JAC: A Journal of Composition Theory, Volume 24, Number 2, 2004 Page: 269
The following text was automatically extracted from the image on this page using optical character recognition software:
Nancy K Miller
is determined in her discourse about herself to put suffering behind her.
As one of the American surgeons explains to his famous patient when he
examines her for the benefit of the camera, the pain comes from "nerve
endings trapped into a scar." It's as though despite the fact that Kim "has
adapted to her injury," the experience lives on embedded in her flesh
twenty-five years later. In an article in the New York Times about her
appearance at the wall, Kim describes the nature of the suffering: "When
the weather changes, the pain comes-like I am cut, cut.... I try to keep
down my pain, thinking to control my pain" (Sciolino 20). In this
important sense, we have to rein in our comparison. Kim's aching body
is not like the earth Maya Lin cut into; not a rock that can be polished. On
the other hand, perhaps we can usefully say that the memory of the war
lives on in the nerve endings of the national body; in America to talk of
Vietnam is immediately to conjure pain and suffering. In both cases,
however, the language of human suffering and political history relies on
the metaphors ofwounds and healing, scars and memory that characterize
the discourse of trauma in contemporary American culture. We must
move on it is said over and over again in public spaces; it's a time for
healing. It isn't difficult to see the appeal of the language of injury, which
is also to say oftrauma, indeed the need for the wounds ofthe body to heal.
The question arises, however, as to the spread of the rhetoric through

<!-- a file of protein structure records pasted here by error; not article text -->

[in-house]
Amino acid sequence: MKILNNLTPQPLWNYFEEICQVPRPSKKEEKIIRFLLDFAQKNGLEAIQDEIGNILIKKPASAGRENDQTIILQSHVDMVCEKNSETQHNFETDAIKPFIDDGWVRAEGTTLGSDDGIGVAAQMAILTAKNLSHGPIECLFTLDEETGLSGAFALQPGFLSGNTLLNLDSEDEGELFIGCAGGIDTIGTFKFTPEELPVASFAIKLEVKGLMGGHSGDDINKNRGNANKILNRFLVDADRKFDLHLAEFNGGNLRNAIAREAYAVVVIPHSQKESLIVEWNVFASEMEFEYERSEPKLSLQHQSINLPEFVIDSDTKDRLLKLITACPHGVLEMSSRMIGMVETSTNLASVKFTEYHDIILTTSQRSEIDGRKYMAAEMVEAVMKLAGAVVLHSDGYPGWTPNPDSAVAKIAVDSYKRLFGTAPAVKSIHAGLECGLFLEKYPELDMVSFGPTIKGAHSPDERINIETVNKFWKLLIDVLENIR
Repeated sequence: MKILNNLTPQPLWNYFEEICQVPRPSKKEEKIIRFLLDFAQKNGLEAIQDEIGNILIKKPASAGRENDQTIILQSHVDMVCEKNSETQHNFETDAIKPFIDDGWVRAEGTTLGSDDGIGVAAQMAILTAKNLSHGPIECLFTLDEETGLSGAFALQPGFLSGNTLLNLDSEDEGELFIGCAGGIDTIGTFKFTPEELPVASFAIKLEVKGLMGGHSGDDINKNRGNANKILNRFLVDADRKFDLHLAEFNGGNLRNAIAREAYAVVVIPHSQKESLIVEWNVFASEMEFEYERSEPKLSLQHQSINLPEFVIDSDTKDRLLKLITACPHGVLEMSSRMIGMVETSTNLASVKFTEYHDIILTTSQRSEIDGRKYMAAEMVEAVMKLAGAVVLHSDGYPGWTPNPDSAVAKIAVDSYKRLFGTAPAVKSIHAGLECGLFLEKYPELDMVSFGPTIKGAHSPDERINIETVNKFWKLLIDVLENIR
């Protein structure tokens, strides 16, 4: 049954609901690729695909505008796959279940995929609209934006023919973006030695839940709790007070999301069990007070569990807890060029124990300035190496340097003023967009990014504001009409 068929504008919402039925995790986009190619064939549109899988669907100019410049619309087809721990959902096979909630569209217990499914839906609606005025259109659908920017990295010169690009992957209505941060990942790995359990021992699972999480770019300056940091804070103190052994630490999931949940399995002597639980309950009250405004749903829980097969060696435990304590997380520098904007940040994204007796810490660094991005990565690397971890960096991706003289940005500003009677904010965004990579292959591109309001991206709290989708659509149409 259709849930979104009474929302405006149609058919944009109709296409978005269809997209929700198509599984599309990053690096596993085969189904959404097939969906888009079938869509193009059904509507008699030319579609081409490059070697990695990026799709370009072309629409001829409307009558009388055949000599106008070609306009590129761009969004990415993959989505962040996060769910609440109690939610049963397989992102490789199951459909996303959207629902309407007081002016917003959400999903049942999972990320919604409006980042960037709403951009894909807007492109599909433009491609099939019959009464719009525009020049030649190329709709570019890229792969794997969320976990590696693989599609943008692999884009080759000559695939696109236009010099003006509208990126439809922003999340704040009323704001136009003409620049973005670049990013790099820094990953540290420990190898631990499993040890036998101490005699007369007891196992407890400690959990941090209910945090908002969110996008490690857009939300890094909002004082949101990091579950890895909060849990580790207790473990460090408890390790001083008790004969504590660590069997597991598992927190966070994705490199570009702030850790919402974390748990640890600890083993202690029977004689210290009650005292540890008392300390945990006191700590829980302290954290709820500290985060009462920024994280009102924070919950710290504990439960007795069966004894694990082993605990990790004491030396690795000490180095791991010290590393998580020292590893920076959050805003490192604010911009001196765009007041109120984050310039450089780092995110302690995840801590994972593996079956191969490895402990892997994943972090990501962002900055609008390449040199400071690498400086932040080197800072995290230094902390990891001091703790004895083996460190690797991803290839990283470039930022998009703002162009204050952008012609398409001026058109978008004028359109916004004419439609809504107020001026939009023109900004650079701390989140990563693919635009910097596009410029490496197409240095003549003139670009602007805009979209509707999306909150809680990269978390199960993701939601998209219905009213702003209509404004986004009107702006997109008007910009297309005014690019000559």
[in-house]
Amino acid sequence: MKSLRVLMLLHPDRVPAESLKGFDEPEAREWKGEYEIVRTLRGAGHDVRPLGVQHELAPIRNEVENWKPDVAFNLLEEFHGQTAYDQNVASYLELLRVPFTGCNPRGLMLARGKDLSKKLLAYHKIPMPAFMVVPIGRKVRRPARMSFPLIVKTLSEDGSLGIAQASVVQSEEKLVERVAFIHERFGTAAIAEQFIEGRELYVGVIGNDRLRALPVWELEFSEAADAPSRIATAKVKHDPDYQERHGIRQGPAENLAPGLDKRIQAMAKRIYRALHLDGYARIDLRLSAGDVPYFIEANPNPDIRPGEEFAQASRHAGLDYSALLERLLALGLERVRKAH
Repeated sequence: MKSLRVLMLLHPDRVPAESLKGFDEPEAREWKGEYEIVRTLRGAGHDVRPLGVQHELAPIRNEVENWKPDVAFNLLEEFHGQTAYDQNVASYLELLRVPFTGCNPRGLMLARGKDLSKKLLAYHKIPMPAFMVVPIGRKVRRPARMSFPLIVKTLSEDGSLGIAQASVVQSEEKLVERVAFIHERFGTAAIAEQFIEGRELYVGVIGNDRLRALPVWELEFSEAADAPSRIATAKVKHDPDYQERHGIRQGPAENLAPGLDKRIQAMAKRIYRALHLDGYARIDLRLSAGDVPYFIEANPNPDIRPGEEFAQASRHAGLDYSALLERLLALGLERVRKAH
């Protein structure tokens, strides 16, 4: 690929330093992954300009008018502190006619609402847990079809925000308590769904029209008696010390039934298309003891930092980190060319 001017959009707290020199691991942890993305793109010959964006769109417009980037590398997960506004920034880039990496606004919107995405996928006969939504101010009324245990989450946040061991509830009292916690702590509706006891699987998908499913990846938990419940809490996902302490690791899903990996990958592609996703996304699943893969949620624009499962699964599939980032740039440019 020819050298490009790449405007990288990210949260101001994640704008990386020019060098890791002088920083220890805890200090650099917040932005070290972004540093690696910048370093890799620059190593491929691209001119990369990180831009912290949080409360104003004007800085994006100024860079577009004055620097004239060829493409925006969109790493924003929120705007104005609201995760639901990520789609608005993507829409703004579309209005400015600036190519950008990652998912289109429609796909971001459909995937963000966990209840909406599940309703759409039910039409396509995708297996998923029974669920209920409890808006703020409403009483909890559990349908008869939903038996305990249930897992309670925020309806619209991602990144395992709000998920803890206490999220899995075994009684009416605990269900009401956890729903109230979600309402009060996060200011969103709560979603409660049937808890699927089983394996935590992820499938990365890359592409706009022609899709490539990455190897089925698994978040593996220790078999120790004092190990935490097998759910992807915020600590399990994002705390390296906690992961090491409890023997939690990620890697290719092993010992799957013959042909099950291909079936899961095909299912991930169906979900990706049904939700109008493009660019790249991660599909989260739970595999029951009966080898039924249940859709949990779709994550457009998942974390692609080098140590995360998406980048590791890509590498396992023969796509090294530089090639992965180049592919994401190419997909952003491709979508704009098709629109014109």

those metaphors to political crises-like the war in Vietnam or Sept. 11-
which require political analysis rather than the readymade comfort of
cliche. When "applied to the nation, "the healing process," Marita
Sturken observes, "connotes not remembrance but forgetting, an erasure
of problematic events in order to smooth the transition of difficult
narratives into the present" (74).3 Kim recognizes the horrors ofthe war:
"Behind that picture of me, thousands and thousands of people, they
suffered more than me. They died. They lost part of their bodies. Their
whole lives were destroyed, and nobody took that picture." But despite
the fact that she calls the war "a stupid war," the rhetoric of future peace
leads her to turn away from her own pain and toward forgiveness: "We
cannot change history," Kim Phuc says to the audience gathered at the
wall, imagining what she would tell the pilot who dropped the napalm
bombs, if she were to meet him face to face, "but we should try and do
good things for the present and for the future to promote peace"
I've been suggesting that this is an American story. I should add here
that crucial to that nationalization of suffering are its Christian underpin-
nings. Kim's conversion (from CaoDai) to Christianity-her sense that
Here’s what’s next.
This issue can be searched. Note: Results may vary based on the legibility of text within the document.
Tools / Downloads
Get a copy of this page or view the extracted text.
Citing and Sharing
Basic information for referencing this web page. We also provide extended guidance on usage rights, references, copying or embedding.
Reference the current page of this Periodical.
Association of Teachers of Advanced Composition (U.S.). JAC: A Journal of Composition Theory, Volume 24, Number 2, 2004, periodical, 2004; (digital.library.unt.edu/ark:/67531/metadc28644/m1/15/: accessed November 24, 2017), University of North Texas Libraries, Digital Library, digital.library.unt.edu; .